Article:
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I am asking this out of curiosity after updating my computer...

beforehand, I want to make it clear - as far as I understand - that hibernation is the term for unloading the current state of the operating system into the disk (swap-space) and powering down the system completely in order to be able to resume the system later.

Now for the actual question

Let's say I updated my kernel and let my system into hibernation. When I power on my system again wouldn't it be the newer version of the kernel that is booted and loads the suspended state from swap-space? And thus (Kind of but not really) saving me a reboot? even though rebooting often feels quicker than restoring from hibernation

My hypothesis is that uname -r changes after updating and hibernating (assuming that the kernel is not immediately reloaded after updating).

I came to think about this after recently enabling hibernation by setting the kernel parameter resume=/dev/sdXY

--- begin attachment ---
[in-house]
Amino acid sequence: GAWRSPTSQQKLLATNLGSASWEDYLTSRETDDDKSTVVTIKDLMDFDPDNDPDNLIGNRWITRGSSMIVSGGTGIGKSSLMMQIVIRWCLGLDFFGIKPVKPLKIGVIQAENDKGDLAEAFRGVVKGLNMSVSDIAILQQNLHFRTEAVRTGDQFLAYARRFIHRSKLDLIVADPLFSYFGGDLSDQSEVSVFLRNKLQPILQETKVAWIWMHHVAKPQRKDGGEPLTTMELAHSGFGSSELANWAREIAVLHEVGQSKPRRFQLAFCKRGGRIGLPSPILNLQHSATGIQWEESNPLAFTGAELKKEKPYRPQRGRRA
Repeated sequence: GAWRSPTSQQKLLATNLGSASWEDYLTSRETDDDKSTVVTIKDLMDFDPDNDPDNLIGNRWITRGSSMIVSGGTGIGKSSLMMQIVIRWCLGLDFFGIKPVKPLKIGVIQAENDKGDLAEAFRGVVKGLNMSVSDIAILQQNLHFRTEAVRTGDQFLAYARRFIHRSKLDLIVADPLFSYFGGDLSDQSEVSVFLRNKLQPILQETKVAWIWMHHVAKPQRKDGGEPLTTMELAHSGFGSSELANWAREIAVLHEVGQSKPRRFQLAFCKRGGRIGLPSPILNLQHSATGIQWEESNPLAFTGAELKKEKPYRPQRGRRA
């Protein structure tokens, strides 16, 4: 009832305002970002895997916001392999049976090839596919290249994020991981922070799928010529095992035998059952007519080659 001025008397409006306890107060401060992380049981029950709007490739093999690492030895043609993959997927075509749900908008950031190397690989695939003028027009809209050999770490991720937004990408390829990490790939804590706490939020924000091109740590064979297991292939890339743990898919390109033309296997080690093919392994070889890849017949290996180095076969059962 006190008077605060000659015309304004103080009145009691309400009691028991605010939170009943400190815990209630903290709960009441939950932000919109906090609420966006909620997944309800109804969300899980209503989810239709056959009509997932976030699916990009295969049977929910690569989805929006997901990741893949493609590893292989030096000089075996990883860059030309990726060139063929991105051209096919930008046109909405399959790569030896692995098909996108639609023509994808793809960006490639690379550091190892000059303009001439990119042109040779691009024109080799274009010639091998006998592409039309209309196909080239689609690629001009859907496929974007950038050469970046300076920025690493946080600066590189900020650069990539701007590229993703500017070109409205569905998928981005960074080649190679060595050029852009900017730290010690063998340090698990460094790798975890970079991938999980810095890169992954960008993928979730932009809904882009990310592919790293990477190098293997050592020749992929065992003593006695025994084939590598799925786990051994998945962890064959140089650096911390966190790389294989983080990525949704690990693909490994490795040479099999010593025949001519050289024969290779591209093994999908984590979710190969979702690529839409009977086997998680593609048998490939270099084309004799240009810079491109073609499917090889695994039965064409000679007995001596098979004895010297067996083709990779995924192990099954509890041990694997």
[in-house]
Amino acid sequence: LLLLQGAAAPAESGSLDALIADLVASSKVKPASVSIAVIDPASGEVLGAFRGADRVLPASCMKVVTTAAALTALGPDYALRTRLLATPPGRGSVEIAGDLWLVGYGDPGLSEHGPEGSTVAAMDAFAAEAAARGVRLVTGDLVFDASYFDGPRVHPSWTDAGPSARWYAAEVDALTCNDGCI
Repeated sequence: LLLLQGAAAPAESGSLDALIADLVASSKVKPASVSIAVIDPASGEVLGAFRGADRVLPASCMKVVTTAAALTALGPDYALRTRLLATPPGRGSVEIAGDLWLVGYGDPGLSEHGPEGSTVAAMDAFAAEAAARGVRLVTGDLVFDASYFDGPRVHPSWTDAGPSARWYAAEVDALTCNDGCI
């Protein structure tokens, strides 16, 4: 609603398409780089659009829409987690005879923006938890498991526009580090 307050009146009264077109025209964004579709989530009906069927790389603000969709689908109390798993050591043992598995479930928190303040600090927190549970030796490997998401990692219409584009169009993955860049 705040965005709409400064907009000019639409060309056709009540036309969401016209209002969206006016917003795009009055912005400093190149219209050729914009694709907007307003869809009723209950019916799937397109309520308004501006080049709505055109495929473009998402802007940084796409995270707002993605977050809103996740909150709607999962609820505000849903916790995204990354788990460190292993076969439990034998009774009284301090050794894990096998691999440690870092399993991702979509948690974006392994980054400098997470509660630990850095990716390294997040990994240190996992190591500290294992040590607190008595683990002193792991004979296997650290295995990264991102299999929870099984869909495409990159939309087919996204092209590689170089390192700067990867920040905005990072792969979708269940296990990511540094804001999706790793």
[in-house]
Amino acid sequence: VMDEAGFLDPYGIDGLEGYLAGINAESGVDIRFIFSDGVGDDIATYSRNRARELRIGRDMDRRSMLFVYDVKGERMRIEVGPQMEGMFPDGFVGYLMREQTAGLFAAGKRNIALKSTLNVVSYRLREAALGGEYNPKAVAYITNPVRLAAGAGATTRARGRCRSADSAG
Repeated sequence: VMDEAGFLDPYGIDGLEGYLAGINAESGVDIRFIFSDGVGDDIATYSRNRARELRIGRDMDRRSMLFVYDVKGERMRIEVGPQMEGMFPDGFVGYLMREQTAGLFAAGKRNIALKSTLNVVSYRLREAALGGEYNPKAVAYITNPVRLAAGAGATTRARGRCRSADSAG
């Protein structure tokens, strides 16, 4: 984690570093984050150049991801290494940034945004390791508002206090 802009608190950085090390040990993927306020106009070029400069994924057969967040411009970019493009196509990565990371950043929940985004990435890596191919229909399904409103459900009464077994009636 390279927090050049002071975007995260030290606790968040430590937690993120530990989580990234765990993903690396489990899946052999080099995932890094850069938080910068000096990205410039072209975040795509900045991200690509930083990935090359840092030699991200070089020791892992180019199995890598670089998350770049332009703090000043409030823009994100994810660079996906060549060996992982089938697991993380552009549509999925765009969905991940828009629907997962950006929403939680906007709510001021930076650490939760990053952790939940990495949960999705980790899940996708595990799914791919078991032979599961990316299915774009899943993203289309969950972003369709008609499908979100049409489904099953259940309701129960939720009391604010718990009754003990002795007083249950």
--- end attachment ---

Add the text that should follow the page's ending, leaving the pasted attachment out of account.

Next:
• AFAIK, the reason for the swap partition to be (at least) as big as your total RAM as a requirement for hibernation is that your whole memory needs to be mirrored into the swap, (included blank or unallocated pages). and also including kernel code, data, IVT, etc. So that leads me to believe that no, when the system wakes up it's still run the old kernel and you need a complete reboot to load the updated image. I could be wrong though, let's wait for the experts answers, BTW, are you sure /dev/sdXY doesn't point to your swap partition?. BTW2 xD. I don't see anything wrong with your english. – Jenny T-Type Mar 3 '18 at 11:26
  • Actually I used resume=UUID=<long ass UUID> but /dev/sdXY should also be valid. – Three Mar 3 '18 at 11:41

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